VO2 & blood lactate data obtained from a cycle ergometry test as a guide for physical capacity
In the past, it was commonly believed that lactic acid was a waste product brought about by the process of glycolysis, involving the inadequate supply of oxygen to working muscles (Hill and Lupton 1923). This view has been greatly debated since then, with claims of anaerobic glycolysis and lactate processes ongoing even during resting levels (Gladden 2004). Attempts have been made to develop alternate parameters to analyse cardio-respiratory fitness. This has ranged from maximum oxygen consumption, blood lactate concentration (bLa) (Wasserman and Mcllroy 1964) and ventilatory efficiency (Hollman 2001), with the measurement of gas exchange becoming increasingly common along the way.
Studies on lactate threshold (LT) have increased till now, with the study of bLa during incremental exercise becoming a more significant method of diagnosing endurance performance. Examples include Faria’s (2005) study into the physiology of cycling training and Jones’ (2006) research on the physiology of the women’s marathon world record holder. Additionally, the blood lactate curve and lactate threshold (LTs) have turned out to be essential in the analysis of endurance performance. However, there is still ongoing debate surrounding the concept of LT and its physiological background. The aim of this report is to evaluate the incremental exercise LT concept and its usefulness in assessing physical endurance capacity. To note, this report will not conduct a comprehensive analysis of lactate metabolism and glycolysis.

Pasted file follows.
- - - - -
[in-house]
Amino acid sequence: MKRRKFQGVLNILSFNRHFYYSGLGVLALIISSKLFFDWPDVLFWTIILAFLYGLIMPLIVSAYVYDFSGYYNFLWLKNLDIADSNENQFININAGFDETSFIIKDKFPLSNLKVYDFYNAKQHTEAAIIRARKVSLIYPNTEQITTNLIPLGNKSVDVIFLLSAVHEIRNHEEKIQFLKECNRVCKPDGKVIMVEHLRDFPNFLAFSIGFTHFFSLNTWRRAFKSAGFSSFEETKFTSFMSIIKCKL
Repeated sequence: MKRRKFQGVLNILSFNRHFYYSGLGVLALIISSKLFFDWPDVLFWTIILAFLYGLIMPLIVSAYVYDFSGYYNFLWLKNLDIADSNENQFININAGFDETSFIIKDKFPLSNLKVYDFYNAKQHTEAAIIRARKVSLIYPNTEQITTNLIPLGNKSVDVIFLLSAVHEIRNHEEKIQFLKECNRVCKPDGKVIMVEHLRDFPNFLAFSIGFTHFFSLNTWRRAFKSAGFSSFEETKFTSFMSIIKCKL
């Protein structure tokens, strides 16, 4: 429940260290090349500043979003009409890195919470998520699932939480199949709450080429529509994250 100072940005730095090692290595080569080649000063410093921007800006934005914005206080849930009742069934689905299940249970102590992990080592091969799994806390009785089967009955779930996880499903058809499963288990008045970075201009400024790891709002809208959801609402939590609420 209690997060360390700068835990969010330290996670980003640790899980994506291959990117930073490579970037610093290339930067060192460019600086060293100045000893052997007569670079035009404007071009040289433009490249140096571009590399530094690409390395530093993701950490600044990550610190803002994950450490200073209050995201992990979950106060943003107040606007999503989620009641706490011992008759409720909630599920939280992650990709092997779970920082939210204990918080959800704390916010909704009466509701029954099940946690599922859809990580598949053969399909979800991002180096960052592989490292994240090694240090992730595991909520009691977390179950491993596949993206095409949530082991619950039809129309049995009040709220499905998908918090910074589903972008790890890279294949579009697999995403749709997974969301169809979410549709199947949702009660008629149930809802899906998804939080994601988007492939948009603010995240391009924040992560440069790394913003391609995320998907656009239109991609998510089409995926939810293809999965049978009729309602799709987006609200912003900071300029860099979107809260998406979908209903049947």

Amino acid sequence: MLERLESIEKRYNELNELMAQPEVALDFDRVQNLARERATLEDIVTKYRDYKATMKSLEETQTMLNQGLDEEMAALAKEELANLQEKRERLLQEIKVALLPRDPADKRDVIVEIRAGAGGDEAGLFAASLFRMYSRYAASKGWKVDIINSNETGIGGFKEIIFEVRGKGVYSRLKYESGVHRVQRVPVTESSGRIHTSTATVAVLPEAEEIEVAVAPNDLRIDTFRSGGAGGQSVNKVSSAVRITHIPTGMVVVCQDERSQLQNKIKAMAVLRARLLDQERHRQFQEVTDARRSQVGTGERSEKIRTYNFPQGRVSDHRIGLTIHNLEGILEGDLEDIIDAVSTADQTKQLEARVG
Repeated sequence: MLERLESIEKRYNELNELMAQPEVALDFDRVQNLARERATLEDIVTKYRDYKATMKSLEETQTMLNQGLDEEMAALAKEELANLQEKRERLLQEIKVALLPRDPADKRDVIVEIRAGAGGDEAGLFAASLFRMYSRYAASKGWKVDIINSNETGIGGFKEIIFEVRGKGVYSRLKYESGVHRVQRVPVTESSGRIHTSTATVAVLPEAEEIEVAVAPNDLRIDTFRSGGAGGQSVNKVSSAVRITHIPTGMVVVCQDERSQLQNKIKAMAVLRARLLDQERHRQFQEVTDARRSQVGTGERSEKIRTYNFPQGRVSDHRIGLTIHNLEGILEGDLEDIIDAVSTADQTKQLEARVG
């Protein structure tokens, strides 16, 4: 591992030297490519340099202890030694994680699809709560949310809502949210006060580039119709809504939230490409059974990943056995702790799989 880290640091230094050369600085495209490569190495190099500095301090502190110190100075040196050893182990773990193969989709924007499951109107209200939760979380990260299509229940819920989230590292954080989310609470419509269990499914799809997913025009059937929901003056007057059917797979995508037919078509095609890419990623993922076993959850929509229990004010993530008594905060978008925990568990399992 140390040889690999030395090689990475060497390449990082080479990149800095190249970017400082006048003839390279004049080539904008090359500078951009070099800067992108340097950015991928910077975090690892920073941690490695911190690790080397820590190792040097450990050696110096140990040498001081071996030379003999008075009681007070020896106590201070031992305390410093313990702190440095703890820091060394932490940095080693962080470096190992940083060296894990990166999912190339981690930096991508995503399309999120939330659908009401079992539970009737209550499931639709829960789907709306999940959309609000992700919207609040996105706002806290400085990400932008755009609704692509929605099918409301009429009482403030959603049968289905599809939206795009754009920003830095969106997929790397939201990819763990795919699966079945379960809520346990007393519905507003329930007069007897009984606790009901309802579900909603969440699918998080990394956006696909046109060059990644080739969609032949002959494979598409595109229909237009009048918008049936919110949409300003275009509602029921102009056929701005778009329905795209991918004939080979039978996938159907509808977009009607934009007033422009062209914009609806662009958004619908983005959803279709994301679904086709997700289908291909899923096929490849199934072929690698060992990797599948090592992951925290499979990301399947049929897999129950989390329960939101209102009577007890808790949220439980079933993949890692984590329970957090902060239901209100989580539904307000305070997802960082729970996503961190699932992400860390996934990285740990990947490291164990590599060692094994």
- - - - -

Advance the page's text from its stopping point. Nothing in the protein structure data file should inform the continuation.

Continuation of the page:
One male participant took part in this study. The participant was 52 years old and a competitive runner. Before the start of the experiment, the participant was asked to complete an informed consent and general health screening form. Their body mass was then measured to the nearest 0.1 kg while their stature was measured to the nearest 0.01 m. The participant weighed in at 72.75 kg while their stature was 1.81 m. A heart rate monitor (Polar monitor watch, Kempele, Finland) was fitted onto the participant, making sure that their heart rate was displayed on the device. Eight Douglas bags were evacuated, with a mouthpiece and tubing attached to the first bag. The ambient (room) temperature (°C) and pressure (mmHg) were then recorded. A resting capillary blood sample was then taken to identify their resting blood lactate concentration (Lactate Pro 2, Arkray, Japan). Height of the seat of the Monark cycle ergometer (Monark cycle ergometer, Vansbro, Sweden) was adjusted so that the participant could cycle comfortably, while maintaining a knee angle of ~160-170 degrees with a down stroke pedal. Recordings of all participant characteristics were recorded into table 1 shown below.
Table 1. Participant Characteristics.
First, the participant was made to carry out a light warm-up at 60 RPM with no added load for 5 minutes. The participant then began...